Brace was born in West Africa in 1742. He was enslaved at age 16 and transported to the Caribbean island of Barbados. As a slave he fought for the British in the French and Indian War. After the war he was sold to a slave master in Connecticut. When his master died, his widow taught Brace to read, write, and speak proper English.

At the onset of the Revolutionary War, Brace, with the approval of his owner, enlisted in the Continental Army. He was wounded in battle. At the end of the war Brace was granted his freedom.

The former slave then moved to Poultney, Vermont, where he bought land and became a farmer. Brace became blind in his old age. But in 1810 he told his story to Benjamin F. Prentiss who published the memoir as The Blind African Slave.

The book was forgotten until it was discovered more than a decade ago in the special collections unit of the University of Vermont library by Kari J. Winter, associate professor of American studies at the University of Buffalo. Over an eight-year period, Dr. Winter verified the memoir and found Brace’s descendants. In 2004 she republished the memoir with a new introduction which includes her documentation verifying its authenticity.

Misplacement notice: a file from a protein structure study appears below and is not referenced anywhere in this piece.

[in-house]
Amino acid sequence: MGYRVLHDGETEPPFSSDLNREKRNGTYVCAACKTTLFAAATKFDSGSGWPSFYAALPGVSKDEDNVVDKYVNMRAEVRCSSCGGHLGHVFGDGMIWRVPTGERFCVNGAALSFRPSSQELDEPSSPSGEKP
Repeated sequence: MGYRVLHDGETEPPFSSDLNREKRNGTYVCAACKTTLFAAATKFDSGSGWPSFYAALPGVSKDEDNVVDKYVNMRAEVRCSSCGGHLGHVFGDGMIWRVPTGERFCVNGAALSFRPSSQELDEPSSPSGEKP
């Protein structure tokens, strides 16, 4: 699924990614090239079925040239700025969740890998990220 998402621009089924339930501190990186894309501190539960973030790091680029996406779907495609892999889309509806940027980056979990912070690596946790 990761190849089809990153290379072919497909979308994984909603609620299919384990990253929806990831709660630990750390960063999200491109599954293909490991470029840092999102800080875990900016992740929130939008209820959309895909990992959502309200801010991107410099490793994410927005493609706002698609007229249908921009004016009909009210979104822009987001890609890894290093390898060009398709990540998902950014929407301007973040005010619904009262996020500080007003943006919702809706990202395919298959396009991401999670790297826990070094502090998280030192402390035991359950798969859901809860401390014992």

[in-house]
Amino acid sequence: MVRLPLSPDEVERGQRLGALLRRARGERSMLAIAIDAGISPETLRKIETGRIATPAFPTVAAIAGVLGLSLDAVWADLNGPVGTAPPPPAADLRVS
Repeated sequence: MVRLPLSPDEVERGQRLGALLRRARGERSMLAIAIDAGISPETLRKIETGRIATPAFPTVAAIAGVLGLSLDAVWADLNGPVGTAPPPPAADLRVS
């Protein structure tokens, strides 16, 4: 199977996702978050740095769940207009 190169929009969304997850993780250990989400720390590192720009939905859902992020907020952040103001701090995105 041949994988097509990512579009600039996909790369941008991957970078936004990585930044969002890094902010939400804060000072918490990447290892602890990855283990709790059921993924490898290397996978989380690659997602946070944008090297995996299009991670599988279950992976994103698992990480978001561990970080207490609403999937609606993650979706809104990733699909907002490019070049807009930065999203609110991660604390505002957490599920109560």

Blacks Have Huge Underrepresentation at New York City’s Elite Public High Schools

New York City operates eight elite high schools where admission is based on the results of a two and a half hour qualifying examination. In 2007, 21,490 students took the qualifying examination and 20 percent of all test takers were offered a position at one of the elite high schools. Students who achieve academic success at these elite high schools are on track for admission to the nation’s most selective colleges and universities.

But the results showed that only 6 percent of black students who took the examination were offered a place at one of the eight high schools. In contrast, 35 percent of Asian-American students and 31 percent of white students who took the exam were offered a spot at an elite high school. Blacks make up 32 percent of all public school students in the city.